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in some distant Paradise Lost, he had foregathered with the angels of the earth. But Fate had hurled him headlong down to the tropics, where flamed in his bosom a fire that was seldom quenched. In Coralio they called him a beachcomber; but he was, in reality, a categorical idealist who strove to anamorphosize the dull verities of life by the means of brandy and rum. As Beelzebub, himself, might have held in his clutch with unwitting tenacity his harp or crown during his tremendous fall, so his namesake had clung to his gold-rimmed eyeglasses as the only souvenir of his lost estate. These he wore with impressiveness and distinction while he combed beaches and extracted toll from his friends. By some mysterious means he kept his drink-reddened face always smoothly shaven. For the rest he sponged gracefully upon whomsoever he could for enough to keep him pretty drunk, and sheltered from the rains and night dews.
"Hallo, Goodwin!” called the derelict, airily. "I was hoping I'd strike you. I wanted to see you particularly. Suppose we go where we can talk. Of course you know there's a chap down here looking up the money old Miraflores lost.”
“Yes,” said Goodwin, “I've been talking with him. Let's go into Espada's place. I can spare you ten minutes.
They went into the pulperia and sat at a little table upon stools with rawhide tops.
"Have a drink?" said Goodwin.
“They can't bring it too quickly,” said Blythe. “I've been in a drought ever since morning. Hi — muchacho ! - el aguardiente por acá."
“Now, what do you want to see me about ?” asked Goodwin, when the drinks were before them.
“Confound it, old man,” drawled Blythe, “why do you spoil a golden moment like this with business? I wanted to see you — well, this has the preference.” He gulped down his brandy, and gazed longingly into the empty glass.
“Have another ?” suggested Goodwin.
“Between gentlemen,” said the fallen angel, “I don't quite like your use of that word 'another.' It isn't quite delicate. But the concrete idea that the word represents is not displeasing.'
The glasses were refilled. Blythe sipped blissfully from his, as he began to enter the state of a true idealist
"I must trot along in a minute or two,” hinted Goodwin. “Was there anything in particular ?"
Blythe did not reply at once.
“Old Losada would make it a hot country,” he remarked at length, “ for the man who swiped that gripsack of treasury boodle, don't you think?”
“Undoubtedly, he would,” agreed Goodwin calmly, as he rose leisurely to his feet. “I'll be running over to the house now, old man. Mrs. Goodwin is alone. There was nothing important you had to say, was there?”
“That's all," said Blythe. “Unless you wouldn't mind sending in another drink from the bar as you go out. Old Espada has closed my account to profit and loss. And pay for the lot, will you, like a good fellow ?”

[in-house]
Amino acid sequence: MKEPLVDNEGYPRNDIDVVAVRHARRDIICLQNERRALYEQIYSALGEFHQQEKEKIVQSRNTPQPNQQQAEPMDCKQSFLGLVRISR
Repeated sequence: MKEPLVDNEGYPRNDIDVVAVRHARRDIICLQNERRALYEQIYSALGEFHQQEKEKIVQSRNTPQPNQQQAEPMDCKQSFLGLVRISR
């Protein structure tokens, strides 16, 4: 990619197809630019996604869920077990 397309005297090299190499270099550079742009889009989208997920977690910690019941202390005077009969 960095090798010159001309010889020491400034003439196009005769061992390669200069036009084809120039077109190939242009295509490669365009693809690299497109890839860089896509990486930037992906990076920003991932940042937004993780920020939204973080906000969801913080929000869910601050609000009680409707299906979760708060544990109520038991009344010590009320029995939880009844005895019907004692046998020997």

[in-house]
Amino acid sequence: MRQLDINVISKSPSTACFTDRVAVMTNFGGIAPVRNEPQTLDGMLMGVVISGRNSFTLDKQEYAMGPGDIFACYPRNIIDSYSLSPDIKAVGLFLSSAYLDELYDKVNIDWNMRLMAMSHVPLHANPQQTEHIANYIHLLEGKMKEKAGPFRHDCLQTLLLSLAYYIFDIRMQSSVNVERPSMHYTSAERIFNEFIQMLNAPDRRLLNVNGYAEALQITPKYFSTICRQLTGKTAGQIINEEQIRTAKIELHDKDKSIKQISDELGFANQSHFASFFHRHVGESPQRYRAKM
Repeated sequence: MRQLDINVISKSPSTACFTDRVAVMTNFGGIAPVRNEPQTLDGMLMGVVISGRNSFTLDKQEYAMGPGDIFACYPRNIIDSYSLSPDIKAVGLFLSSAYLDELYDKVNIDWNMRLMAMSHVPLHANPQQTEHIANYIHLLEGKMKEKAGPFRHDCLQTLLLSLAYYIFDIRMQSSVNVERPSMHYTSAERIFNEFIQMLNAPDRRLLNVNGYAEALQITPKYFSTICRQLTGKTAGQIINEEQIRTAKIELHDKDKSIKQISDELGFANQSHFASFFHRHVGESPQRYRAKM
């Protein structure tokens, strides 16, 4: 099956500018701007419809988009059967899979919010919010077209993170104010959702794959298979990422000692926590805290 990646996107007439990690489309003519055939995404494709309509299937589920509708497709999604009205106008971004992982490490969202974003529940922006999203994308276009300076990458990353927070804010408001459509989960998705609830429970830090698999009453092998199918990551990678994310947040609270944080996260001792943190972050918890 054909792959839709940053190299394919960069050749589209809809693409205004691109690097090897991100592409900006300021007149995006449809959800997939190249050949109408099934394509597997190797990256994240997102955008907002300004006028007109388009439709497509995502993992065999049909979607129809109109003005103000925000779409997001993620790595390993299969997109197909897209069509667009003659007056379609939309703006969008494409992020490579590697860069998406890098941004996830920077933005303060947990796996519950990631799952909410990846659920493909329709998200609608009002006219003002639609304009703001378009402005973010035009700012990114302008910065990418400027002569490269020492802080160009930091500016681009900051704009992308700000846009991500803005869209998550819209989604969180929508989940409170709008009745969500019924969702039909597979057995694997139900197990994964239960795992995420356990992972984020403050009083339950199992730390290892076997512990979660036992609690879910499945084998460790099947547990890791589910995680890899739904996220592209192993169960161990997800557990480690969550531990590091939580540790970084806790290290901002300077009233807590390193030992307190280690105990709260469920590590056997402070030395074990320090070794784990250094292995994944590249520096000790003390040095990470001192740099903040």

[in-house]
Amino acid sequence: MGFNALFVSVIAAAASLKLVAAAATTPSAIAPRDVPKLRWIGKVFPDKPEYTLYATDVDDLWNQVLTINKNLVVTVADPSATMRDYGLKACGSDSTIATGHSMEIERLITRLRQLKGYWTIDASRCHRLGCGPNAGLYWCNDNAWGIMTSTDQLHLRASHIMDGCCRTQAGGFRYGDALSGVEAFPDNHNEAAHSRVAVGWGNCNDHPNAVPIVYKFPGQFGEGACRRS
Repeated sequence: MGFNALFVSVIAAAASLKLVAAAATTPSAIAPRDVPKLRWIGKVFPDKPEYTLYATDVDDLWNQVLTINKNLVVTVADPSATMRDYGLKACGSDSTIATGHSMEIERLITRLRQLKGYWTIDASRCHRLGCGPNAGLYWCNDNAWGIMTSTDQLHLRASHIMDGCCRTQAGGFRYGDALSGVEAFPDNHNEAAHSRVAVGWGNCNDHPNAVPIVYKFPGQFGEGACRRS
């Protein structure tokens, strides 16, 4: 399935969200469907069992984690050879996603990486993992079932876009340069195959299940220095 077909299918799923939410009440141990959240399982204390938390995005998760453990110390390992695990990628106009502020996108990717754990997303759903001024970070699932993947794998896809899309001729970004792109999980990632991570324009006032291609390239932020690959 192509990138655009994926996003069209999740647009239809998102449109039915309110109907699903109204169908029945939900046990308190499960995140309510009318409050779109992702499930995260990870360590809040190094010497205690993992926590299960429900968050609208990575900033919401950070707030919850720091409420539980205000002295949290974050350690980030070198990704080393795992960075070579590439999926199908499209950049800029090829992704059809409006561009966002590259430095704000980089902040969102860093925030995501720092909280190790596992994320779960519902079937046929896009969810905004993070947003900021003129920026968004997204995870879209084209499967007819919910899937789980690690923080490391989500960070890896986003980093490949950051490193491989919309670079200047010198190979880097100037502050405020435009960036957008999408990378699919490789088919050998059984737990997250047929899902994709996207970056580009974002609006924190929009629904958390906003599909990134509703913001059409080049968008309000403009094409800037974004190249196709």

“All right,” said Goodwin. “ Buenas noches."
“Beelzebub”. Blythe lingered over his cups, polishing his eyeglasses with a disreputable handkerchief.
“I thought I could do it, but I couldn't,” he muttered to himself after a time. “A gentlemap can't blackmail the map that he drinks with.”
SPILLED milk draws few tears from an Anchurian administration. Many are its lacteal sources; and the clocks' hands point forever to milking time. Even the rich cream skimmed from the treasury by the bewitched Miraflores did not cause the newly-installed patriots to waste time in unprofitable regrets. The government philosophically set about supplying the deficiency by increasing the import duties and by
suggesting” to wealthy private citizens that contributions according to their means would be considered patriotic and in order. Prosperity was expected to attend the reign of Losada, the new president. The ousted office-holders and military favourites organized a new “Liberal” party, and began to lay their plans for a re-succession. Thus the game of Anchurian politics began, like a Chinese comedy, to unwind slowly its serial length. Here and there Mirth peeps for an instant from the wings and illumines the florid lines.
A dozen quarts of champagne in conjunction with an informal sitting of the president and his cabinet led to the establishment of the navy and the appointment of Felipe Carrera as its admiral.
Next to the champagne the credit of the appointment belongs to Don Sabas Placido, the newly confirmed Minister of War.
The president had requested a convention of his cabinet for the discussion of questions politic and for the transaction of certain routine matters of state. The session had been signally tedious; the business and the wine prodigiously dry. A sudden, prankish humour of Don Sabas, impelling him to the deed, spiced the grave affairs of state with a whiff of agreeable playfulness.
In the dilatory order of business had come a bulletin from the coast department of Orilla del Mar reporting the seizure by the custom-house officers